Some of the first modern settlers of Britain from 10,000 years ago had dark skin and curly hair, according to new analysis of a historic skeleton. By Zahid Mahmood, CNN

A facial reconstruction made from the skull of a 10,000 year old man, known as 'Cheddar Man.'

The "Cheddar Man" fossil was discovered in 1903 in a cave in the village of Cheddar in Somerset, south-west England. He is the oldest complete skeleton to have been discovered in Britain, and would have been part of the last wave of immigrants to populate Briton after the ice age.
Today's white Britons can trace their roots back to descendants of these people, and it was initially believed that "Cheddar man" had fair hair and skin.
Now, after cutting-edge DNA analysis and facial reconstruction by a team of scientists from the Natural History Museum and University College London, it is believed he had blue eyes, "dark brown to black skin" and "dark curly hair."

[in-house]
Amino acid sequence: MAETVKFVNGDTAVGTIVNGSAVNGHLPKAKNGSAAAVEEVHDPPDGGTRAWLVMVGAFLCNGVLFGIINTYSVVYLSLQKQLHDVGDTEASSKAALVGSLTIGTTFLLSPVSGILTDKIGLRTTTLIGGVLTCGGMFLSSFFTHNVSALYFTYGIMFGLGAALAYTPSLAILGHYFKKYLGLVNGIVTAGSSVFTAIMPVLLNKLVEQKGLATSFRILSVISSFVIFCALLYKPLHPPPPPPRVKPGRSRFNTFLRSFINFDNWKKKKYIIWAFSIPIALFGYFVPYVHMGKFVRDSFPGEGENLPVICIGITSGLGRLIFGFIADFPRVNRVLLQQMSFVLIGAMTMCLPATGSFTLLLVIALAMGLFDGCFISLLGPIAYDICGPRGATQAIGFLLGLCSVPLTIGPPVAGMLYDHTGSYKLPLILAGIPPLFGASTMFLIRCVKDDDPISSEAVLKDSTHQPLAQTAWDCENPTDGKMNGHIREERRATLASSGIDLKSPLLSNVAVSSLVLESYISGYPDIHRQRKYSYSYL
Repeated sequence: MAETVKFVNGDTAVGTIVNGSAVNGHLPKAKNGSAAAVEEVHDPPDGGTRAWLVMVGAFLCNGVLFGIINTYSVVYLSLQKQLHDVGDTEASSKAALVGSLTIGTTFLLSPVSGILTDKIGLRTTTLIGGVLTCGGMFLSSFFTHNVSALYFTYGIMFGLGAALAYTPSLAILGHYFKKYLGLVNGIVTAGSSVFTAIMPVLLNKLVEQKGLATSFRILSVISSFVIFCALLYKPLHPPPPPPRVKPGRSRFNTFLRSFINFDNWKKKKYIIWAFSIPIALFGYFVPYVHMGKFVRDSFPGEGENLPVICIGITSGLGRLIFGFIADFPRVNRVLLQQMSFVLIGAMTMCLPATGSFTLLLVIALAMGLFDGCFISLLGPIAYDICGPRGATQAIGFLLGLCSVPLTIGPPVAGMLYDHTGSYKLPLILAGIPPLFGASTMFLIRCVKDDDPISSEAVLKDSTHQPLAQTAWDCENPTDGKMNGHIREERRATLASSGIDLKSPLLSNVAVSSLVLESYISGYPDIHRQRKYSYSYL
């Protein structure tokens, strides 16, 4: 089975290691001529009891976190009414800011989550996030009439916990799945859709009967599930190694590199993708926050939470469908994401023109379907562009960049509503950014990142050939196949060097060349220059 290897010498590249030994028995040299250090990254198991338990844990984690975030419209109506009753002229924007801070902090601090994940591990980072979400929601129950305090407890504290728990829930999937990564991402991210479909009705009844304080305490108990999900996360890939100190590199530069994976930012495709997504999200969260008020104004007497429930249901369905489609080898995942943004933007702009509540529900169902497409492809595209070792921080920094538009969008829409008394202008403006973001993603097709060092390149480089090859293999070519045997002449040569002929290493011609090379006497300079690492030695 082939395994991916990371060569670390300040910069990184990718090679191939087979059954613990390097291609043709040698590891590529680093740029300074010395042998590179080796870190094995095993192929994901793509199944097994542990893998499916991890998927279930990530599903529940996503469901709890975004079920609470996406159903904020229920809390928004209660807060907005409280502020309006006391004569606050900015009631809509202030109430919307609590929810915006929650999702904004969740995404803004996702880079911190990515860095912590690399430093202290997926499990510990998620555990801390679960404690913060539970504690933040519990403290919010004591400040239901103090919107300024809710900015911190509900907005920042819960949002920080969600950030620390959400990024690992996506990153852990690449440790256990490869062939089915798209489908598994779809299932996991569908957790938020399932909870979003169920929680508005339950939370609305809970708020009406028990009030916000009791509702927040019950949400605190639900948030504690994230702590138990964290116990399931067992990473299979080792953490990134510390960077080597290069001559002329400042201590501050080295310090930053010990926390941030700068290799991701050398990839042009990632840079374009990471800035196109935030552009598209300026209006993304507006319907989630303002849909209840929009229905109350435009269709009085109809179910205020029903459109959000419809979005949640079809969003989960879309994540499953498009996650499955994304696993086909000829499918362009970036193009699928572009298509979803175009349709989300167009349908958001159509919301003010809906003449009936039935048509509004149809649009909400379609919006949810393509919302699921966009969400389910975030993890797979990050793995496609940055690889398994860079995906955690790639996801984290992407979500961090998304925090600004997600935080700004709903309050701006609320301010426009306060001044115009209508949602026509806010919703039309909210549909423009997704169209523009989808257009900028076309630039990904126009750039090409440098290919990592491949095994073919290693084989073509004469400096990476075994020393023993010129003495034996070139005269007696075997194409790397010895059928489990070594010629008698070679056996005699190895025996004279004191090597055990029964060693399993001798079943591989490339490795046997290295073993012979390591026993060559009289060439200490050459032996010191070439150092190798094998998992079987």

The pioneering research, published in advance of a TV documentary, shows that the pale skin that is characteristic of modern Europeans is a more recent phenomenon than previously thought. It also suggests that a person's geographical origin was not always associated with the color of their skin.
"The Cheddar Man's genetic profile places him in a wider population than England," Yoan Diekmann, a lead researcher in the project told CNN. "He belonged to western hunter gatherers from Spain, Luxembourg, Germany there are even traces to the Middle East and today 10% of our ancestry can be linked to this population."